Pathogenic bacteria and fungi from bat guano in restricted access caves, Kanchanaburi Province

Authors

  • Watcharamat Muangkaew Department of Microbiology and Immunology, Faculty of Tropical Medicine, Mahidol University
  • Thitaree Doungdun Department of Medical Technology, Faculty of Allied Health Sciences, Burapha University
  • Juntima Iampornchai Department of Medical Technology, Faculty of Allied Health Sciences, Burapha University
  • Rattiporn Tipprasert Department of Medical Technology, Faculty of Allied Health Sciences, Burapha University
  • Risa Kenpun Department of Medical Technology, Faculty of Allied Health Sciences, Burapha University
  • Marut Tangwattanachuleeporn Department of Medical Technology, Faculty of Allied Health Sciences, Burapha University
  • Suphat Prasopsin Research Academic Supports Division, Mahidol university Kanchanaburi Campus
  • Yudthana Samung Department of Medical Entomology, Faculty of Tropical Medicine, Mahidol University
  • Panyawat Boontanom Educational Technology and Art Unit, Dean Office, Faculty of Tropical Medicine, Mahidol University
  • Natthapaninee Thanomsridetchai Department of Medical Technology, Faculty of Allied Health Sciences, Burapha University

Keywords:

Bat guano, MALDI-TOF MS, Bacteria, Fungi, Cave, Kanchanaburi province

Abstract

Bats serve as carriers for various pathogens, with bat guano acting as a reservoir for microorganisms that can spread to the environment and cause infectious diseases in humans. This study aims to investigate the bacteria and fungi present in bat guano. Samples of bat guano were collected from restricted access cave areas and diluted using 10-fold dilutions into culture media. Initially, the researchers focused on studying fungi in bat guano, using Sabouraud Dextrose Agar supplemented with Chloramphenicol, and incubating at 37°C for 48-72 hours. Colonies were isolated, and pure cultures were obtained for analysis using MALDI-TOF MS. No fungal growth was observed at dilutions of 10-4 to 10-7, but growth occurred at dilutions of 10-1, 10-2, and 10-3. Additionally, the variety of culture media was expanded to include Sabouraud Dextrose Agar, Potato Dextrose Agar, and Malt Extract Agar, supplemented with Chloramphenicol, and incubated at 25 and 37°C. Analysis revealed 28 isolates after selective culturing, comprising both bacteria and fungi. MALDI-TOF MS identified 9 bacterial isolates, including Providencia stuartii, Bacillus subtilis, Bacillus amyloliquefaciens, Alcaligenes faecalis, Proteus mirabilis, Ochrobactrum intermedium, Achromobacter xylosoxidans, and Stenotrophomonas maltophilia. One fungal isolate was identified as Aspergillus versicolor. Unidentified isolates underwent DNA sequencing, revealing Cladosporium perangustum. This study highlights that the majority of microorganisms present in bat guano are naturally occurring bacteria, some of which are known to cause infectious diseases in humans. These findings contribute to further research and can be used to warn individuals at risk of bat guano exposure.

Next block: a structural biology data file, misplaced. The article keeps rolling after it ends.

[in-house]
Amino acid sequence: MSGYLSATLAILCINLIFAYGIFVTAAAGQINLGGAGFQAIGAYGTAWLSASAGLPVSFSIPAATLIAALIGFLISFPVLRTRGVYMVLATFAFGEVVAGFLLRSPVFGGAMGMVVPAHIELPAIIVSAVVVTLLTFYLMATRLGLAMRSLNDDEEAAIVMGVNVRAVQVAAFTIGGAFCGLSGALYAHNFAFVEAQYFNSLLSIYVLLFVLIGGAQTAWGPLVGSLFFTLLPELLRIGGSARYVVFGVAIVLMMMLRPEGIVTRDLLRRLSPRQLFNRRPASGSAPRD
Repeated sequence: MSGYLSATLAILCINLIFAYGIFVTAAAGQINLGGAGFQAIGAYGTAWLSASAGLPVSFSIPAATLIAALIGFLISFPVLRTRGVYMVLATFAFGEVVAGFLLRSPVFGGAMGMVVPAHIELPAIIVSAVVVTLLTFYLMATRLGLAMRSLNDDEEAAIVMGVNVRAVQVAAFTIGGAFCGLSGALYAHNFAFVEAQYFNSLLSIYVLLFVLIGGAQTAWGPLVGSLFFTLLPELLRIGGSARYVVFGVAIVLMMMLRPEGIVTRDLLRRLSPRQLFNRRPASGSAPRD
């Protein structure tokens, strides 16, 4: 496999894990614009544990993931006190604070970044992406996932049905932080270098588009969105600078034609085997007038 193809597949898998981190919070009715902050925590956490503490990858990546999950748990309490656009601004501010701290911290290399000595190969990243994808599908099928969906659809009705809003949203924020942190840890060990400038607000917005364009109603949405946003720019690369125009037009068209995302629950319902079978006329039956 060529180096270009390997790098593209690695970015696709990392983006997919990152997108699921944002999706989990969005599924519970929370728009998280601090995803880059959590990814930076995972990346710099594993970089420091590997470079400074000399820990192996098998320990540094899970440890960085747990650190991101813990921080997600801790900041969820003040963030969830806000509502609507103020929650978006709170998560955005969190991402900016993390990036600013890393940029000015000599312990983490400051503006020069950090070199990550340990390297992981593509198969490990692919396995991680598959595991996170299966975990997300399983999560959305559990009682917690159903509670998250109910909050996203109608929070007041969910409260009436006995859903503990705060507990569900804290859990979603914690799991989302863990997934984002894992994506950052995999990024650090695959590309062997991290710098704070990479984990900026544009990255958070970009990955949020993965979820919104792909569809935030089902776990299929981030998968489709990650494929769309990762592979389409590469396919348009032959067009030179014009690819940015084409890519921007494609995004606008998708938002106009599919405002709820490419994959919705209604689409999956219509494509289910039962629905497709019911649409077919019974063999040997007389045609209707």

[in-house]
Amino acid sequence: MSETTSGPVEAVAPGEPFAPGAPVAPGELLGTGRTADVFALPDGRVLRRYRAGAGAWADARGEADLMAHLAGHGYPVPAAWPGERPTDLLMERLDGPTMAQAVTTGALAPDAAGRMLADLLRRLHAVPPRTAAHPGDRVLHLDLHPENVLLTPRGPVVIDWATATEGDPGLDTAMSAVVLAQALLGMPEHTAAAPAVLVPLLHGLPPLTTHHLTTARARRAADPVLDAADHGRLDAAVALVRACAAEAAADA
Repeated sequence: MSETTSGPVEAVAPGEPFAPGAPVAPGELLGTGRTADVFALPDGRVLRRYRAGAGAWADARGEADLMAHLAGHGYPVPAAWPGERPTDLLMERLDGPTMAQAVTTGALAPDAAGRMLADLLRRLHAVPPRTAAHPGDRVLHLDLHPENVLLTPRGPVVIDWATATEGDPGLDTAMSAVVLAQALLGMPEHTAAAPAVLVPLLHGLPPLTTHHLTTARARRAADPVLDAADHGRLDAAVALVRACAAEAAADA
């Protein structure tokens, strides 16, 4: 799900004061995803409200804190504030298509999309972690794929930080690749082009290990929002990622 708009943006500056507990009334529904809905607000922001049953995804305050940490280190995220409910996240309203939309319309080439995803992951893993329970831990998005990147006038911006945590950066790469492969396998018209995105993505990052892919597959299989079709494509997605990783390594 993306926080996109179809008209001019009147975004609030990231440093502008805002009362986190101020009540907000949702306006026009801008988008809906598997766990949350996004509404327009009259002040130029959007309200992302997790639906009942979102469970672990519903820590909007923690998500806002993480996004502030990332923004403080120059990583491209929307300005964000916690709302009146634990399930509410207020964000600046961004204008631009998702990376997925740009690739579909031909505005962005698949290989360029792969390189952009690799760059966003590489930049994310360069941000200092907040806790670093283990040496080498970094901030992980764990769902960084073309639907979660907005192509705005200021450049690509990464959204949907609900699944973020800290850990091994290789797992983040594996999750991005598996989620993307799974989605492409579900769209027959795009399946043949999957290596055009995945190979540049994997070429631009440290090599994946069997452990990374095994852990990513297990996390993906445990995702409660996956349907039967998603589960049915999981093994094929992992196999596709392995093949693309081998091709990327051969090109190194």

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Published

2024-04-30

How to Cite

1.
Muangkaew W, Doungdun T, Iampornchai J, Tipprasert R, Kenpun R, Tangwattanachuleeporn M, Prasopsin S, Samung Y, Boontanom P, Thanomsridetchai N. Pathogenic bacteria and fungi from bat guano in restricted access caves, Kanchanaburi Province. J Med Health Sci [Internet]. 2024 Apr. 30 [cited 2024 Jul. 22];31(1):32-44. Available from: https://he01.tci-thaijo.org/index.php/jmhs/article/view/267770

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Original article (บทความวิจัย)